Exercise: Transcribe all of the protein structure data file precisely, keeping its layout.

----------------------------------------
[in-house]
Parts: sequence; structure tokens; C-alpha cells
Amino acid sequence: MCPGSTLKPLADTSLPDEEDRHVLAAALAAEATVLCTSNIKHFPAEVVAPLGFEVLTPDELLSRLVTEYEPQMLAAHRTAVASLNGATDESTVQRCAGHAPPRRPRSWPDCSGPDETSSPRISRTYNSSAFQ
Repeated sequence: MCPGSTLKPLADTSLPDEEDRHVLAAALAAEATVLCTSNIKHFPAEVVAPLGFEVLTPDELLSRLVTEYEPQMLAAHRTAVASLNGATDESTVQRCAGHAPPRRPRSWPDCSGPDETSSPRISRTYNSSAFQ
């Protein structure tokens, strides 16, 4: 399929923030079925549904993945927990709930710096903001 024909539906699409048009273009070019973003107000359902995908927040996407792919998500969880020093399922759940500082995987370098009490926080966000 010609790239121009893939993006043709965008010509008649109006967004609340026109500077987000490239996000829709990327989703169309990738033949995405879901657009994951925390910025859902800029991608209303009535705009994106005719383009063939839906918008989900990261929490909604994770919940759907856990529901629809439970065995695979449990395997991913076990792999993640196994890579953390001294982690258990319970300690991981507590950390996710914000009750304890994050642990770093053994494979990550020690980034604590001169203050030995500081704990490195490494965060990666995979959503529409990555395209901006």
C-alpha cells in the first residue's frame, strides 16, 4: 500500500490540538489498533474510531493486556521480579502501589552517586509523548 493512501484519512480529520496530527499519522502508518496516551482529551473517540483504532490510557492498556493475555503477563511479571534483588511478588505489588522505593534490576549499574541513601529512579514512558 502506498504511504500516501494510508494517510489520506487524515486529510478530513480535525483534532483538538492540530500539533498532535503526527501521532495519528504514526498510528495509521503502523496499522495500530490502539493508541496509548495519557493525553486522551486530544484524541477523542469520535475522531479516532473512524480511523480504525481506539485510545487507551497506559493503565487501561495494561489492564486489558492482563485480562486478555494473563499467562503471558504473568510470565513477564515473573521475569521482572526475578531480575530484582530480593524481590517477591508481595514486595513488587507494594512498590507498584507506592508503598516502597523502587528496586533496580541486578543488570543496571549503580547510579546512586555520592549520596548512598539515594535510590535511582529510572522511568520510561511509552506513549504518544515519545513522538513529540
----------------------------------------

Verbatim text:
[in-house]
Parts: sequence; structure tokens; C-alpha cells
Amino acid sequence: MCPGSTLKPLADTSLPDEEDRHVLAAALAAEATVLCTSNIKHFPAEVVAPLGFEVLTPDELLSRLVTEYEPQMLAAHRTAVASLNGATDESTVQRCAGHAPPRRPRSWPDCSGPDETSSPRISRTYNSSAFQ
Repeated sequence: MCPGSTLKPLADTSLPDEEDRHVLAAALAAEATVLCTSNIKHFPAEVVAPLGFEVLTPDELLSRLVTEYEPQMLAAHRTAVASLNGATDESTVQRCAGHAPPRRPRSWPDCSGPDETSSPRISRTYNSSAFQ
């Protein structure tokens, strides 16, 4: 399929923030079925549904993945927990709930710096903001 024909539906699409048009273009070019973003107000359902995908927040996407792919998500969880020093399922759940500082995987370098009490926080966000 010609790239121009893939993006043709965008010509008649109006967004609340026109500077987000490239996000829709990327989703169309990738033949995405879901657009994951925390910025859902800029991608209303009535705009994106005719383009063939839906918008989900990261929490909604994770919940759907856990529901629809439970065995695979449990395997991913076990792999993640196994890579953390001294982690258990319970300690991981507590950390996710914000009750304890994050642990770093053994494979990550020690980034604590001169203050030995500081704990490195490494965060990666995979959503529409990555395209901006």
C-alpha cells in the first residue's frame, strides 16, 4: 500500500490540538489498533474510531493486556521480579502501589552517586509523548 493512501484519512480529520496530527499519522502508518496516551482529551473517540483504532490510557492498556493475555503477563511479571534483588511478588505489588522505593534490576549499574541513601529512579514512558 502506498504511504500516501494510508494517510489520506487524515486529510478530513480535525483534532483538538492540530500539533498532535503526527501521532495519528504514526498510528495509521503502523496499522495500530490502539493508541496509548495519557493525553486522551486530544484524541477523542469520535475522531479516532473512524480511523480504525481506539485510545487507551497506559493503565487501561495494561489492564486489558492482563485480562486478555494473563499467562503471558504473568510470565513477564515473573521475569521482572526475578531480575530484582530480593524481590517477591508481595514486595513488587507494594512498590507498584507506592508503598516502597523502587528496586533496580541486578543488570543496571549503580547510579546512586555520592549520596548512598539515594535510590535511582529510572522511568520510561511509552506513549504518544515519545513522538513529540